The effectiveness of the use of neridronate for the treatment of CRPS is also demonstrated by the use of this drug for other bone related diseases. In this regard, some research has proven the excellent results achieved through the administration of nerhydronate in patients with BMES bone marrow oedema syndrome.
Bone marrow oedema syndrome (BMES) is a severely disabling painful syndrome without well-established definitive treatment. Also in the case of this disease, a study was conducted on a sample of patients who saw as a result a significant improvement in the conditions of these patients and a relief from pain. This further underlines the need for well-designed double-blind studies while new therapies are being tested for CRPS-I.
The studies conducted so far have shown both how the reaction to neridronate treatments can be subjective, but at the same time and this is what we would like to highlight, the real effectiveness of neridronate in providing pain relief in patients and in presenting itself as a decisive drug treatment for the treatment of patients with CRPS. It is no coincidence that all the patients examined after months of treatment with neridronate have shown a significant improvement and an almost total overcoming of symptoms.
In many cases it was possible to talk about the full resolution of symptoms and signs of the disease, and in the few patients who had a second course of further subjective and objective second treatment improvements have been achieved. The data show that in patients with BMES, 100 mg nerhydrate infusions every 21 days over 3 months or alternatively every 3 days over 10 days provided clinically relevant and persistent benefits without significant differences between the two therapeutic skeletons. These results provide conclusive evidence that the use of bisphosphonates, at appropriate doses, is the treatment of choice BMES. Interesting in both cases is the significant reduction in pain brought about by the administration of nerhydronate which, as a two-phosphonate drug, reflects the hypothesis that other bisphosphonates should be associated with comparable results, provided that Equivalent solutions are used for the treatment of CRPS – I. The mechanism of action responsible for the results observed with biphosphonates for the treatment of CRPS – I remains conceptual, basically because the exact pathophysiology of the disease is still unknown.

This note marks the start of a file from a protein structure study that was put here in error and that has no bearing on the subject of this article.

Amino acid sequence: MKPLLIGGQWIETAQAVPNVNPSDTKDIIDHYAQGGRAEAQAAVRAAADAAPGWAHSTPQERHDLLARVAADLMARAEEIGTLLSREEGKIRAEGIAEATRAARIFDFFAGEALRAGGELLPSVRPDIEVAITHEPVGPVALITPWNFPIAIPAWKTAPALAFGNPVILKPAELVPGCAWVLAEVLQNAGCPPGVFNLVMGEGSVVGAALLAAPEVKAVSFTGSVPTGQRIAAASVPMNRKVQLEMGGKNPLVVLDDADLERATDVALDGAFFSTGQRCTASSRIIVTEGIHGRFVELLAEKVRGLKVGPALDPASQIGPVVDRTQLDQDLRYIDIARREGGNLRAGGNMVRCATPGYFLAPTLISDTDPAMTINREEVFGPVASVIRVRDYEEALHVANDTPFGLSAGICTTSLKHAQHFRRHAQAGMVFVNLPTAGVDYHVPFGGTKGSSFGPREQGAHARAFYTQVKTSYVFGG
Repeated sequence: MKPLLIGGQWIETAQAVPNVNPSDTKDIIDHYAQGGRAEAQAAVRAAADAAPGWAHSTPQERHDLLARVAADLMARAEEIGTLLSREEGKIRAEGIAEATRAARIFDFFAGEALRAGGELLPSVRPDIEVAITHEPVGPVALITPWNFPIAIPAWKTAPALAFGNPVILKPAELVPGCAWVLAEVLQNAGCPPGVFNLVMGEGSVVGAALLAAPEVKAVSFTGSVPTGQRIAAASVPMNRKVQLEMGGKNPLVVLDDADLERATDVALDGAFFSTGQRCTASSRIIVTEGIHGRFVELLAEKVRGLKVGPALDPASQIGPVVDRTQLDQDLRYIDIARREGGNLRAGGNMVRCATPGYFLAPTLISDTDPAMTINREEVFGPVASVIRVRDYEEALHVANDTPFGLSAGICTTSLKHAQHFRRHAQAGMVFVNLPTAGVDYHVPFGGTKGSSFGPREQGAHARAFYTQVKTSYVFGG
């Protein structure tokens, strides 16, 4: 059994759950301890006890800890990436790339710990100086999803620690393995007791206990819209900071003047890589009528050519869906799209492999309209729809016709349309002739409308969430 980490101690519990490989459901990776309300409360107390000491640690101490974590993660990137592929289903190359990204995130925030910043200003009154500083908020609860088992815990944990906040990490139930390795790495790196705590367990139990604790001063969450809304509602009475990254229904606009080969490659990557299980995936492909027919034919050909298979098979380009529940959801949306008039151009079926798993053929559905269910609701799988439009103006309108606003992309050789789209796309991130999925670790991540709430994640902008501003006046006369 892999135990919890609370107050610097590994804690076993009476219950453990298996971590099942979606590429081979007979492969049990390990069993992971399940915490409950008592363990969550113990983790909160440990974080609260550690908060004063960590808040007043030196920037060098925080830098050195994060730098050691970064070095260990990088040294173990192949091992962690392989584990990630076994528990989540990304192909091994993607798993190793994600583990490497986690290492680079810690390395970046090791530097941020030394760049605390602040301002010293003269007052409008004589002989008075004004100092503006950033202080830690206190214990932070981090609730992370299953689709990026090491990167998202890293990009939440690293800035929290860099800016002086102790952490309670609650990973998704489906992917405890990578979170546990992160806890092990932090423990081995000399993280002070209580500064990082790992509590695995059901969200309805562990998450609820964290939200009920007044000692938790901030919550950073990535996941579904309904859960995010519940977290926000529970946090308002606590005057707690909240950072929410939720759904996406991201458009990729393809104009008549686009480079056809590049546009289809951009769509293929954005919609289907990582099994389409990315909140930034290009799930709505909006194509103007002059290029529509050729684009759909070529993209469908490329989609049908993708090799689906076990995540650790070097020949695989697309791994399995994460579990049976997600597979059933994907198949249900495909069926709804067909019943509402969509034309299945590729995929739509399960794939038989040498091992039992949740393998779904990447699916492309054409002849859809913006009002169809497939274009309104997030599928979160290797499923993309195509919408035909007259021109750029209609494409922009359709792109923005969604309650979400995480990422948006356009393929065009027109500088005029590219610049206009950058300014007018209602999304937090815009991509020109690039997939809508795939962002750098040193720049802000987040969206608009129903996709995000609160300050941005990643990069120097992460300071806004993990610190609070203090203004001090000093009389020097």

Finally, there is a significant awareness of how treatment with bisphosphonates is associated with the permanent remission of the disease. It is possible that these, by suppressing locally the increased bone turnover, allow to extinguish an unknown vicious circle responsible for maintaining a high bone turnover.
This helps to speed up the healing process, with positive results on the clinical aftermath of the disease. In addition to the action of biphosphonates on bones, an alternative mechanism of action could include metabolic aspects related to inflammation and pain. These include a decrease in the local concentration of lactate and acidosis as low pH is a recognized factor inducing local release of plasma bound peptides.
In conclusion, these studies have significantly demonstrated the benefits of nerhydronate use for CRPS-I patients taking an i.v. neridronate course, providing conclusive evidence that the use of bisphosphonate at appropriate doses is the treatment of choice for CRPS-I.